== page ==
Walmart has gone even more ambitious. The company is making its own Walmart Cloud Native Platform. It’s a hybrid cloud setup to help bring together Walmart’s own infrastructure and the public cloud. “The idea is to abstract the underlying infrastructure so that it looks the same so that application teams and developers don’t have to worry about the differences between Azure or Walmart infrastructure, for example,” Kevin Evans, vice president of infrastructure services at Walmart, told InfoWorld.

“We provide a container platform or a VM and that becomes the single point of interface for our engineers to write on, while also exposing the best of breed capabilities for them to consume,” Evans said. The company has made a console to allow developers easy access to the catalogue of managed services. All of this has to happen while still allowing developers the freedom to use each cloud’s best services and not stifle choice. It’s definitely an interesting approach which is complex to set up but has massive potential for the users. The company uses the Triplet Model and says it can reach as much as 18% of annual price optimization. Walmart also estimates it can make 170 000 adjustments to its website’s backend every month – a 1700x increase. And it also says 70% of Walmart’s applications are “generic in nature” and can run “almost” anywhere, thus they are more portable.

Some cloud service providers with many years of experience, such as Neterra.Cloud, advise businesses free of charge on the optimal solution for them.

It’s about the usage

So, the cloud can indeed bring massive benefits when you use it right. The technology is there and it’s all down to the way each customer can use it. On the surface, it looks easy, but a lot of organizations are still struggling to get more than one-third of their workloads into a hyper-scale cloud, says Michael Fulton, vice president of Expedient and member of the Forbes Technology Council. He believes there’s a common misperception that hyper-scale is equal to the cloud.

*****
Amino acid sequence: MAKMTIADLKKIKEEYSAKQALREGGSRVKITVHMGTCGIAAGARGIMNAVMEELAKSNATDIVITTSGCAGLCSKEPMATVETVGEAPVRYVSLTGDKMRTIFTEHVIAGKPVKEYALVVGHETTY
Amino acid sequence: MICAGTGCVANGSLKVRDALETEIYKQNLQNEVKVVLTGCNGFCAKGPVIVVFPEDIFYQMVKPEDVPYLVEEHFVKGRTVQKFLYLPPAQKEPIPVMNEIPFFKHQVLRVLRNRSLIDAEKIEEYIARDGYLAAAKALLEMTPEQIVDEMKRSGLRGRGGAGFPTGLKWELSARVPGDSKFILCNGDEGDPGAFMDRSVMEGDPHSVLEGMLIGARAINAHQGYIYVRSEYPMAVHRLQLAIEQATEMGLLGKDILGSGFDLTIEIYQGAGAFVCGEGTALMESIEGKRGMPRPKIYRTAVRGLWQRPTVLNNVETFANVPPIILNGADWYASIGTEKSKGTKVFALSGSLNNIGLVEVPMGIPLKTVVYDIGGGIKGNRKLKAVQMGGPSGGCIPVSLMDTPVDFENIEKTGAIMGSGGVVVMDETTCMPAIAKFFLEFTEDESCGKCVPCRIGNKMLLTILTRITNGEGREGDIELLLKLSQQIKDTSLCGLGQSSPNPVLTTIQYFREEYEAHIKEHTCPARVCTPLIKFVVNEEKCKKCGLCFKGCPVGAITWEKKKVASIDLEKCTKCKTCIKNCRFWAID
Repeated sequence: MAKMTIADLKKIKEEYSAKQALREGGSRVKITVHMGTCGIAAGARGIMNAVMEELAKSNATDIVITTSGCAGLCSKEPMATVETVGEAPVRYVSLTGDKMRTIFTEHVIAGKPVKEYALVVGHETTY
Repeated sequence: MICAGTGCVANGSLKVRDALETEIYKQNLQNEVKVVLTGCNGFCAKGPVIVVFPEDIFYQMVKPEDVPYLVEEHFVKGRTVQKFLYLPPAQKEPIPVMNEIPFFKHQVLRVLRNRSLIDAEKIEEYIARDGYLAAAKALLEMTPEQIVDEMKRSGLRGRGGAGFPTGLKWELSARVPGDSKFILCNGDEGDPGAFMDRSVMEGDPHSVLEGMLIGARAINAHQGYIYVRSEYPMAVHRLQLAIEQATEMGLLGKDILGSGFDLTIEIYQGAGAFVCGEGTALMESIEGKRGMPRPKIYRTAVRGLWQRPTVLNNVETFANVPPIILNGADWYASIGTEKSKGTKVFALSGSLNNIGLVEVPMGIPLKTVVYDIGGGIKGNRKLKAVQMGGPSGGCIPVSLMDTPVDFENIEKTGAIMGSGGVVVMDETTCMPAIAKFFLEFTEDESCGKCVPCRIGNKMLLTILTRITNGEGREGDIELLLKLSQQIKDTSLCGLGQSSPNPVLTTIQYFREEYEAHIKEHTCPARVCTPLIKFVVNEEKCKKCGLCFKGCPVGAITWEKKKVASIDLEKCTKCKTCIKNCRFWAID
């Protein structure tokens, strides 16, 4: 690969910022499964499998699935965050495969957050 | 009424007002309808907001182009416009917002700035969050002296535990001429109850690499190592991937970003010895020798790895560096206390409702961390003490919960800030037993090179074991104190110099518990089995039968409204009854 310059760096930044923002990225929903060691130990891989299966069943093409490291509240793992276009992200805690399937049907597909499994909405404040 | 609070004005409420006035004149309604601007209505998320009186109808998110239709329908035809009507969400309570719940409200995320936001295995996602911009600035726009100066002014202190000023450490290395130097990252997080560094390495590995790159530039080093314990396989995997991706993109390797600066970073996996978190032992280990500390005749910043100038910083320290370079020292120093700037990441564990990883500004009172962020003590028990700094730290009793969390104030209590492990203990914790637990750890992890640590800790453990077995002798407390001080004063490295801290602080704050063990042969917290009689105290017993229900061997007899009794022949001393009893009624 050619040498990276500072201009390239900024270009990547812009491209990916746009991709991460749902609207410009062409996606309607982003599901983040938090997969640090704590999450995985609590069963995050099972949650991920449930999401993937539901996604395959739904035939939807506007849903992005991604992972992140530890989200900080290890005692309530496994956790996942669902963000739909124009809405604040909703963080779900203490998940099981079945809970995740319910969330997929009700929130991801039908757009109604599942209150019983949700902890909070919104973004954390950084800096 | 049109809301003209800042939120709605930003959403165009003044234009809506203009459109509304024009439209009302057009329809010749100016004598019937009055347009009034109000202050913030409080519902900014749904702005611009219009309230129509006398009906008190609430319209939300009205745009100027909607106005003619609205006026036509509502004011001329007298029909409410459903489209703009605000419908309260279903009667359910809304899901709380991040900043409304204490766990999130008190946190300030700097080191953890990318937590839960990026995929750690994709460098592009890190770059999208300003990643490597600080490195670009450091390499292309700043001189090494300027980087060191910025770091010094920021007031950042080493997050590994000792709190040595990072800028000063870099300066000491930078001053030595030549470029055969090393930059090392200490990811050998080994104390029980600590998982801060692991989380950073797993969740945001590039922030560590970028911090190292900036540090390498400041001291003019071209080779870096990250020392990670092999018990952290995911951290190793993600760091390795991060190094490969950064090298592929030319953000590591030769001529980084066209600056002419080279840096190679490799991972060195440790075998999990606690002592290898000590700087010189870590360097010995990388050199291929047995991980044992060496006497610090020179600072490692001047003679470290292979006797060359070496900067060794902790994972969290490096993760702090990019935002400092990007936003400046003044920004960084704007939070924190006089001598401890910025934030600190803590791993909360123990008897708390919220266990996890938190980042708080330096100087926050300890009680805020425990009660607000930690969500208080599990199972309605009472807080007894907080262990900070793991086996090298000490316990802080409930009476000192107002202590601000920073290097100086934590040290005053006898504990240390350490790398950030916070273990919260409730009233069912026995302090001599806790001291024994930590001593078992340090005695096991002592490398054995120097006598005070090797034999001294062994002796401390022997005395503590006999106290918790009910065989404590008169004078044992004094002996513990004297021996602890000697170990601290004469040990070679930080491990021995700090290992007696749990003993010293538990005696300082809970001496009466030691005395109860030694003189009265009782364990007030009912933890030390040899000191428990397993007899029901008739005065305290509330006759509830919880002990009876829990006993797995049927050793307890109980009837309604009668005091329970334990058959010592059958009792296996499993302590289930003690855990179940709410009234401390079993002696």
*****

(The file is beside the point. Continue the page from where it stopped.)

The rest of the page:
He notes there are several hyper-scale providers like Azure, AWS and Google Cloud Platform. They all are similar, but also different with their specific strong and weak sides. The key is that “if you choose one-size-fits-all in the cloud, the entire financial model breaks down. I liken this to a “cloud iceberg”, he says. Often companies focus on the obvious things like customer-facing applications, highly variable workloads, etc. Usually, they are the easier ones to handle. But core applications (ERP, finance, etc), heavy data transfers, e-commerce apps, etc. are the ones that are mission-critical and more difficult to bring to the cloud.

“Refactoring these applications (even if possible) could take years and add minimal value to the business. For these sorts of workloads, a hyper-scale cloud is typically overkill, and an alternate cloud can be just the landing spot to meet your needs”, he says. This is where the multi-cloud again comes into play. For such tasks, you can use niche, alternate clouds, which are specifically created for these workloads. This means companies have to make some effort to find out what is the right cloud for them. Improper placements of workloads can be the reason why your cloud migration isn’t going as you planned, says Fulton. Use data to build your business cases and identify key objectives. “Remember to view the cloud adoption as a journey, not a destination”, says Fulton. And he’s spot on.